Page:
Shaw recognizes POW/MIAs during ceremony
By Senior Airman Ashley Maldonado, 20th Fighter Wing Public Affairs
/ Published September 22, 2017
SHAW AIR FORCE BASE, S.C. --
Airmen and Soldiers celebrated national POW/MIA Recognition Day Sept. 22 with a ceremony hosted by the Air Force Sergeants Association, Chapter 377.
National POW/MIA Recognition Day is held annually across the country. The POW/MIA flag has been flown on the third Friday of September every year since 1979, when the U.S. Congress passed a bill marking the day as a celebration of those who went missing or made the ultimate sacrifice.
Members of Shaw AFB recognized the event by participating in a 24-hour run and listening to guest speaker Kurt Northrup. Airmen also took part in a candlelight vigil and a “Keeping Our Promise” Balloon Release Ceremony Sept. 19 through 20.
Northrup is the son of the late Master Sgt. John Northrup, a prisoner of war during World War II. He was held at Luft-Stalag IV in Poland.
“Infection, dysentery and other ailments plagued the prisoners; some didn’t survive,” Northrup said. “Those who did survive will tell you their friends will not be forgotten.”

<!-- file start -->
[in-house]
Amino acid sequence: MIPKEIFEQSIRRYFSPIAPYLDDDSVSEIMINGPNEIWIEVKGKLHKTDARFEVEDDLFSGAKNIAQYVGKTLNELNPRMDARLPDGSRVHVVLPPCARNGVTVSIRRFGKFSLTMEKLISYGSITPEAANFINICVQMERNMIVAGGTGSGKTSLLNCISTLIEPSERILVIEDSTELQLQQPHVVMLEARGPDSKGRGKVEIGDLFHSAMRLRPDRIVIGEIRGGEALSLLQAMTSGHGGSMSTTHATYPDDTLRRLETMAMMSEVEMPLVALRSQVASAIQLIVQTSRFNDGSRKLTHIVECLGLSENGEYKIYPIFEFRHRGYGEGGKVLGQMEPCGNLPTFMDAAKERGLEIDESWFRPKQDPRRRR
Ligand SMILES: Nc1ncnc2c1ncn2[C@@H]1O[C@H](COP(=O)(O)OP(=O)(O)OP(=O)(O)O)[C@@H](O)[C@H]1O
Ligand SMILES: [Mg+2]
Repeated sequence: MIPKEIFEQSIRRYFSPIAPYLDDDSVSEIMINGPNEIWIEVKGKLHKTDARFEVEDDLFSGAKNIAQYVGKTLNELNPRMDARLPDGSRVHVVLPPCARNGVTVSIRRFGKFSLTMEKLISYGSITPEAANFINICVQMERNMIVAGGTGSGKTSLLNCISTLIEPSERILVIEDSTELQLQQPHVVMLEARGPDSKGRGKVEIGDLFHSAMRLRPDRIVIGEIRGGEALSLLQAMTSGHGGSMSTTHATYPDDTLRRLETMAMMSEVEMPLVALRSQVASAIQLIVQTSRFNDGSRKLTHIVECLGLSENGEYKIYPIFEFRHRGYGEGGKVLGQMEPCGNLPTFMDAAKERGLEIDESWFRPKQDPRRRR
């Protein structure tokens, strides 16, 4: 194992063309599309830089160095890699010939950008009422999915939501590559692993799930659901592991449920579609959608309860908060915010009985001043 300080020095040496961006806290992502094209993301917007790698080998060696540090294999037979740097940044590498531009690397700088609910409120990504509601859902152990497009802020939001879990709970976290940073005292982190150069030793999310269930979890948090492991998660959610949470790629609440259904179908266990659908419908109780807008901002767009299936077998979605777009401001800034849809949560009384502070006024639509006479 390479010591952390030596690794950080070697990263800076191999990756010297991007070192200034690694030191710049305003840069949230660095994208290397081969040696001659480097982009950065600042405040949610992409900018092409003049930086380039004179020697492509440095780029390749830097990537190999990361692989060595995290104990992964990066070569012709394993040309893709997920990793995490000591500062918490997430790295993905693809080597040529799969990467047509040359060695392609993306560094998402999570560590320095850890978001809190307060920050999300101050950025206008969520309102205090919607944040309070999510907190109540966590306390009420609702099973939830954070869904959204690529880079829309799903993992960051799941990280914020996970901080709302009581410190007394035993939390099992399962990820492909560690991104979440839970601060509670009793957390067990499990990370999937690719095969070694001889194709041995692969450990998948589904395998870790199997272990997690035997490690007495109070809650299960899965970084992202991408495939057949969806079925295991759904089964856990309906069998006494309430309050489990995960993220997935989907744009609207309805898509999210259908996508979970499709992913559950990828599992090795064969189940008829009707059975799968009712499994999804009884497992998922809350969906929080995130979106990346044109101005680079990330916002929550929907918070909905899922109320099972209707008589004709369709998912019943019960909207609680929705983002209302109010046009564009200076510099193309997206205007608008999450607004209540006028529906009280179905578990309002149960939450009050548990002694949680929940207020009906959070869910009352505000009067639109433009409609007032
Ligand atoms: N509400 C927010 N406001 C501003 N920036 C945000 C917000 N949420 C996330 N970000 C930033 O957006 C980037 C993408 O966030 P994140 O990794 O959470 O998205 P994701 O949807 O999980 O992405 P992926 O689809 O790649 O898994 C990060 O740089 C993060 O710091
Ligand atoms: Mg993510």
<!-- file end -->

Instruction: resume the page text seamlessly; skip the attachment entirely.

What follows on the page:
John was later placed on a nine-day train ride to Luft-Stalag I in Barth, Germany.
“My father spoke of that fateful day when Luft-Stalag I was liberated,” Northrup said.
A few months before the end of the war, the prisoners woke May 7, 1945, to find out all the German guards had left and the gates were wide open.
“The prisoners thought it was a trick,” Northrup added. “A senior American POW ventured out and got on the intercom and told [the other POWs], ‘Stay where you are. There may be land mines outside the gate.’”
The prisoners were eventually liberated and sent stateside, and Sergeant Northrup was discharged in 1945 before reenlisting.
Currently, more than 83,000 Americans remain missing from World War II, the Korean War, the Cold War, the Vietnam War, and the Gulf War.
Team Shaw members honored the sacrifices made by POW/MIAs by running for 24 hours, to symbolize the United States’ perseverance in searching for POW/MIA heroes.
“When you hear stories about Master Sergeant Northrup, I think we’re reminded that our POWs and MIAs put our Air Force core values first, before they were even Air Force core values,” said Col. Daniel Lasica, 20th Fighter Wing commander. “Many of our POWs, of course, served in extremely difficult circumstances, and they lived those core values on a daily basis … May we never forget.”
The POW/MIA vigil symbolized the American people will not give up and will always honor the men and women who have sacrificed their lives for America’s freedom.
“I appreciate the opportunity to share the life and words of my father,” Northrup said. “On this national POW/MIA Recognition Day ceremony, I think it’s fitting to say: ‘You will not be forgotten.’”